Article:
This also complements our security measures and programs, including our participation in the UNOCT’s Countering Terrorist Travel Programme. And we are also working with the United States on the development of a National Action Plan for Critical Infrastructures and Soft Targets (NAP CI-ST).
Thirdly , we must combine a whole-of-government approach with a whole-of-society approach. Working with religious leaders and faith-based organizations in the crafting of and implementation of preventive and protective measures in relation to religious sites is critical. But engagement with local governments, civil society, women’s groups, the youth, local communities, traditional and social media, and the private sector is also needed.
This is is because churches and mosques and religious sites are not just infrastructure per se, but “representative of the history, social fabric and traditions of people.” When you strike at them, it is not just an economic loss or a political defeat, but an attack on the people’s sense of community and humanity.
The Philippines government has a very strong partnership with the Catholic Bishops Conference and the National Ulama Council, whose calls for unity and peace have been crucial in sustaining the solidarity and resilience of communities affected by terrorist bombings.
Fourth, it is essential to promote a culture of peace and interreligious dialogue and counter the narrative of terrorists. Recruitment and radicalization are a matter of narratives and storytelling, of convincing potential recruits that there is an evil to be fought. And the terrorists have been very good at that, using social media platforms, even more so with restrictions of movement due to COVID-19.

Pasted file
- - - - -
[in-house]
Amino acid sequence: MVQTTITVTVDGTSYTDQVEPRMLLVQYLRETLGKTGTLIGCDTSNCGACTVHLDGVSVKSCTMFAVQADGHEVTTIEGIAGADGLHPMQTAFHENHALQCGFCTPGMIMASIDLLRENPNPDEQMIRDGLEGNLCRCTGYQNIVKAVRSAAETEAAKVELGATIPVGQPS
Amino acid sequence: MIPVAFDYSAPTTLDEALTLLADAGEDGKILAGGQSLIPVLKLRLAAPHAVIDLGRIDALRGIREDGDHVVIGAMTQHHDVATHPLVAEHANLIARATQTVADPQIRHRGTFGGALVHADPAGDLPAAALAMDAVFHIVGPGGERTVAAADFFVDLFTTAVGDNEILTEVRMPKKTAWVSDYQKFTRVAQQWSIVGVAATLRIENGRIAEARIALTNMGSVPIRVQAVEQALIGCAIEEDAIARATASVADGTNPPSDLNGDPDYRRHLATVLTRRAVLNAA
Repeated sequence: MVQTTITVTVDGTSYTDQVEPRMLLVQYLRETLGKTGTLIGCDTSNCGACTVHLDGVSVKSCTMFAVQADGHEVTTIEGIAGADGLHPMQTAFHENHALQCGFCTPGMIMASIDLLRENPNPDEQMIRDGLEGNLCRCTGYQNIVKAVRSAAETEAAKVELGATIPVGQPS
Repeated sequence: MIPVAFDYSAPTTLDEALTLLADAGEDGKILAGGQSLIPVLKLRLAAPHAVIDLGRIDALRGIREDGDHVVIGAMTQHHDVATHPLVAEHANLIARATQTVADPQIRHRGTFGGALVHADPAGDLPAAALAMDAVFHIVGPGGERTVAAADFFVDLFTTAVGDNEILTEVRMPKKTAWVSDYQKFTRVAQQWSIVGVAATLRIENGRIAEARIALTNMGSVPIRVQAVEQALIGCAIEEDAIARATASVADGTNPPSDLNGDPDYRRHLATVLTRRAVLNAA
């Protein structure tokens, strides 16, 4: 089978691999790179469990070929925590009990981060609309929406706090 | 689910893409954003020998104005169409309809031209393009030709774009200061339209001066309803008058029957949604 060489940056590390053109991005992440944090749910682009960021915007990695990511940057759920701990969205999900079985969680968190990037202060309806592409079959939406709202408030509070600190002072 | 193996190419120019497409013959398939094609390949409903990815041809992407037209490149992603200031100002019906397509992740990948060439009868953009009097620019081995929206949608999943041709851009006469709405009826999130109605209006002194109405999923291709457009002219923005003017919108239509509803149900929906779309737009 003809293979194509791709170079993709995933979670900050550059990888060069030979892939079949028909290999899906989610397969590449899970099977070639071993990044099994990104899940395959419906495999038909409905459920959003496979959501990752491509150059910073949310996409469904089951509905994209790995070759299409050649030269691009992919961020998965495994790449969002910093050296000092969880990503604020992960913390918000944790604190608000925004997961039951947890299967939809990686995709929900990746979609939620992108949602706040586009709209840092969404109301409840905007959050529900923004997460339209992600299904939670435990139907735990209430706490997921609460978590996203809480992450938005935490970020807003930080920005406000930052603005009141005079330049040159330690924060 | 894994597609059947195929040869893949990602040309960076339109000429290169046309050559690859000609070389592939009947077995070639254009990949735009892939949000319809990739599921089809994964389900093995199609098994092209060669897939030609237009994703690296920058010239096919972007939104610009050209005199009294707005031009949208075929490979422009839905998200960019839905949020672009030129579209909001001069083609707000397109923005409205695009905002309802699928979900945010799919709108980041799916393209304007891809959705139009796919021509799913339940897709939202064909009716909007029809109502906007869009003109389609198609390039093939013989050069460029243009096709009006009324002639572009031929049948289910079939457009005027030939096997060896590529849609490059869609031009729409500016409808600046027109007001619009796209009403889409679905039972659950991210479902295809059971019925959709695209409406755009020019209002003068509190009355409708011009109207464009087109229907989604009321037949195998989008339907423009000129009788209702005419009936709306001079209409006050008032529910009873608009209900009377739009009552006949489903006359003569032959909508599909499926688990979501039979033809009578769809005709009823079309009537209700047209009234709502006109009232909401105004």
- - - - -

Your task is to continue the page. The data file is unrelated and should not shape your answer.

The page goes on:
As such, in the implementation of our National Action Plan on P/CVE, we have worked with the UNOCT in developing strategic communications frameworks and enhancing our agencies’ awareness and capacities. Moreover the development of counter-narratives must be pursued with active participation and inputs of faith-based networks.
To contribute to the global normative framework, the Philippines and Pakistan have for some time now been spearheading the annual General Assembly resolution on the Promotion of interreligious and intercultural dialogue, which “recognizes the importance of interreligious and intercultural dialogue and its valuable contribution to promoting social cohesion and inclusion, peace and development.”
In the wake of the 2019 bombings, the Catholic Bishops Conference, National Ulama Council and the Office of the Presidential Adviser on the Peace Process (OPAPP) adopted the principles in the “Document on Human Fraternity for World Peace and Living Together”, which was issued by Pope Francis and the Grand Imam of Al Azhar, Ahmad Al Tayyeb.
As Undersecretary General Voronkov has stated, “[p] rotecting soft targets is, by definition, very difficult. But this does not mean it is impossible.” So. By working together and exchanging best practices, which we are doing this morning, we can prevent, protect, mitigate and respond to such terrorist attacks and reduce the vulnerabilities of soft targets.
Thank you. END
 The Global Center on Cooperative Security and the Institute for Economics & Peace (IEP) launched the eighth edition of the Global Terrorism Index (GTI) on 02 December 2020.
 Article 14(5) of the Revised Penal Code – Act No. 3815, 08 December 1930.